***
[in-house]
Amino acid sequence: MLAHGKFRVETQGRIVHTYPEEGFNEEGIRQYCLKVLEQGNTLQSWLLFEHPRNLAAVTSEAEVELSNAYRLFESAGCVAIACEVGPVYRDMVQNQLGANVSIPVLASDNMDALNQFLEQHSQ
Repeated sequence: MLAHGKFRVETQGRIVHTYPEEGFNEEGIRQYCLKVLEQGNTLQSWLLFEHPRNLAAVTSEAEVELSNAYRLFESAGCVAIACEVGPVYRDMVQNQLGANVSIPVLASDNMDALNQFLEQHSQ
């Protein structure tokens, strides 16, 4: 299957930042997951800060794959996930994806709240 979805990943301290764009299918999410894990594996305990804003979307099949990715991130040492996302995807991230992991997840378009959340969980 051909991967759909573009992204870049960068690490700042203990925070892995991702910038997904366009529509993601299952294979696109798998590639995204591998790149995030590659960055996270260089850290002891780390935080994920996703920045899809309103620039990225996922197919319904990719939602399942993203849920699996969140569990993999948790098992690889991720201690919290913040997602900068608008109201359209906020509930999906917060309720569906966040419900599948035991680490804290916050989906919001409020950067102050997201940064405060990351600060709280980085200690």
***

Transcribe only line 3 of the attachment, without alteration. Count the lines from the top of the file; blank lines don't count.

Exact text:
Repeated sequence: MLAHGKFRVETQGRIVHTYPEEGFNEEGIRQYCLKVLEQGNTLQSWLLFEHPRNLAAVTSEAEVELSNAYRLFESAGCVAIACEVGPVYRDMVQNQLGANVSIPVLASDNMDALNQFLEQHSQ